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Not suited to research??

PostPosted: Thu Jul 13, 2006 8:56 am
by E.M.T.
Thanks to everyone for the advice. My husband and I have decided to move back to the midwest as soon as we can. Neither of us have settled here (after 10 months) and we feel like we won't. Things are not getting any better. I would love to have a job where I don't walk in every morning and sit down at the desk beside my bench and feel like I want to cry, then go from one end of the day to the other without saying a word to anyone. The research doesn't excite me as I thought it would. I don't know whether its where I am or just research in general. Its not that I have bad days. Every day is like this. We don't fit in where we moved to (the details of which I am not getting into)and just want to go back to close to where we were to be near our network of family and friends.
So my question now becomes how do I do this in the best possible way without offending my advisor who has been very good to me and also asking for a reference. Keeping in mind that I need to take time off to have a baby and can't afford not to get paid. Also bearing in mind my current feelings towards research etc, what type of job should I look for.

Not suited to research??

PostPosted: Thu Jul 13, 2006 9:51 am
by Larry 2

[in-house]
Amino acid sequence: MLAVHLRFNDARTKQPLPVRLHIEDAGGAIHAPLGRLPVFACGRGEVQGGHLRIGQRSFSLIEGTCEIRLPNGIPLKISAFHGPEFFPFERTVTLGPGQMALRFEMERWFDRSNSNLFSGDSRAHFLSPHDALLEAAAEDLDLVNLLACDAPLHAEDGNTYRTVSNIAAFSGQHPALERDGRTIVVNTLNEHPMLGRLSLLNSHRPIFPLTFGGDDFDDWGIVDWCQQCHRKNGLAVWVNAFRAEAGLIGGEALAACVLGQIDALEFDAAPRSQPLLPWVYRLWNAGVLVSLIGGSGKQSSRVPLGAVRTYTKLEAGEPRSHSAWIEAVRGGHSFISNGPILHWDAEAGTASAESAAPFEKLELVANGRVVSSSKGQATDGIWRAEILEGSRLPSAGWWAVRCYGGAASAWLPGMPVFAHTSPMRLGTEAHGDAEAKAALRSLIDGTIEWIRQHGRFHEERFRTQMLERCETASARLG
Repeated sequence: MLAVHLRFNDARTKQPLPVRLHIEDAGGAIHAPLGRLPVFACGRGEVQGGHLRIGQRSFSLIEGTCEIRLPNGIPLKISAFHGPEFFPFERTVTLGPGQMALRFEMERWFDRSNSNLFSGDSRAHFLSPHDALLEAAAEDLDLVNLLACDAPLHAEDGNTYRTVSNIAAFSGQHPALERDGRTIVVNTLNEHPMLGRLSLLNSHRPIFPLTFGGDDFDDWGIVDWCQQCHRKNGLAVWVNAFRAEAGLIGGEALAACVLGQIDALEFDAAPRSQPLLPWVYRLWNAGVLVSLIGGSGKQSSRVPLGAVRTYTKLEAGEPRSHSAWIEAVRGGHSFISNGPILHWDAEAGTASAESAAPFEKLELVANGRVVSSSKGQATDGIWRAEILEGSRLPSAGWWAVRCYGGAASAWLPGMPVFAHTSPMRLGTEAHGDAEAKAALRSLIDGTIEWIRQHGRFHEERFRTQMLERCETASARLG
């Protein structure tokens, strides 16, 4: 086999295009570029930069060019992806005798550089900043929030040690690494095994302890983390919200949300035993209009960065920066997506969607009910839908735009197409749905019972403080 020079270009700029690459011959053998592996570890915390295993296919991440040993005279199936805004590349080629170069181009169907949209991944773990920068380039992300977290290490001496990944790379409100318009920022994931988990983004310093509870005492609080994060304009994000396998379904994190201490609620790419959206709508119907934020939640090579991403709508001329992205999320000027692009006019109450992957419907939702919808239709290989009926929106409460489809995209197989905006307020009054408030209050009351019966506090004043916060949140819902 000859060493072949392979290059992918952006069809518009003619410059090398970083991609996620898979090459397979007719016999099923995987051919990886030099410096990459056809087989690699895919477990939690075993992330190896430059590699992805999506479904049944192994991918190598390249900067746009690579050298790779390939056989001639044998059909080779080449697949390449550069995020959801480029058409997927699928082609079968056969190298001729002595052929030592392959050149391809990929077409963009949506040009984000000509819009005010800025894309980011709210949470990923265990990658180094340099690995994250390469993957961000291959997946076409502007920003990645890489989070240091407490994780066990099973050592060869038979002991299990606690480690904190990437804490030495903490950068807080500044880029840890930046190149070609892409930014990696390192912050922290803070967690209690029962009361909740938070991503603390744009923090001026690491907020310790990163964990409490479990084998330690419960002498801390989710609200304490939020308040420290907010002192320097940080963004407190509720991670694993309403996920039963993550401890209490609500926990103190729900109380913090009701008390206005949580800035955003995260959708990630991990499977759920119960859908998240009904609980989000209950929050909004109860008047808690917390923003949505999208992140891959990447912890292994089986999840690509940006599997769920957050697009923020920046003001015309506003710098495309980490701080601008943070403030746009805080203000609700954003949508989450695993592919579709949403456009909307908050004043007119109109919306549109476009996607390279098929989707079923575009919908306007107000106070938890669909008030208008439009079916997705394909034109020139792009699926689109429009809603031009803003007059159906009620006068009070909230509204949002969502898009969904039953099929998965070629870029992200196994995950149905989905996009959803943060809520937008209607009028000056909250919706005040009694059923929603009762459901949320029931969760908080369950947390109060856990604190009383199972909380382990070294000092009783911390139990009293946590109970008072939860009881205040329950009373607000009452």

If no one talks to you all day long for months on end, I am amazed you are still sane. No wonder you don't like the work, even a dedicated introvert would be at their wits end. If you loved your research enough to complete your degree, please don't try to solve the isolation problem by aiming lower and lower until you hit something. Your self esteem will take a terrific beating. Take good care of yourself and go for a job that means something really important to you (not to someone else).

As Dave says, let us all know how you are doing.



Not suited to research??

PostPosted: Mon Jul 17, 2006 11:45 am
by Kristy
Hi E.M.,

Reading your posts was like re-reading my own journal from the past few months. I just left a postdoc on the west coast to move back to the east coast, where I am from. I dreaded telling my postdoc advisor that I was leaving, but it went really well. He took the news in stride, was completely supportive, and pointed out that people come to decisions about their careers at different stages of life. I also offered to do whatever he thought was most useful to the lab before I left, shifting my efforts from my own self-directed projects to those that were more in line with his long-term research projects.

As for the next step in your career, what about teaching high school? Or working on the education/outreach end of a research institution?

As many of the other posters have said, transitions are never easy...neither is deciding that you need to make a change. But good for you for recognizing that you aren't happy and for taking steps to change that. Best of luck.

Not suited to research??

PostPosted: Tue Jul 18, 2006 10:24 am
by Kelly
I think if you have decided to leave then the sooner the better, before you get deeply into a project for which your supervisor has invested a bunch of time and resources. That's what is upsetting to a supervisors, half completed projects. It is also better for you if you are as unhappy as you write that you are. Feeling like crying when you walk in is no way to live.

People understand when things don't work out. I've had friends indicate their dream was to live in NYC, CA, small town, basically places they had never experienced, thengo there for a post-doc and HATE it. A post-doc is a good test drive for a lot of things outside the science.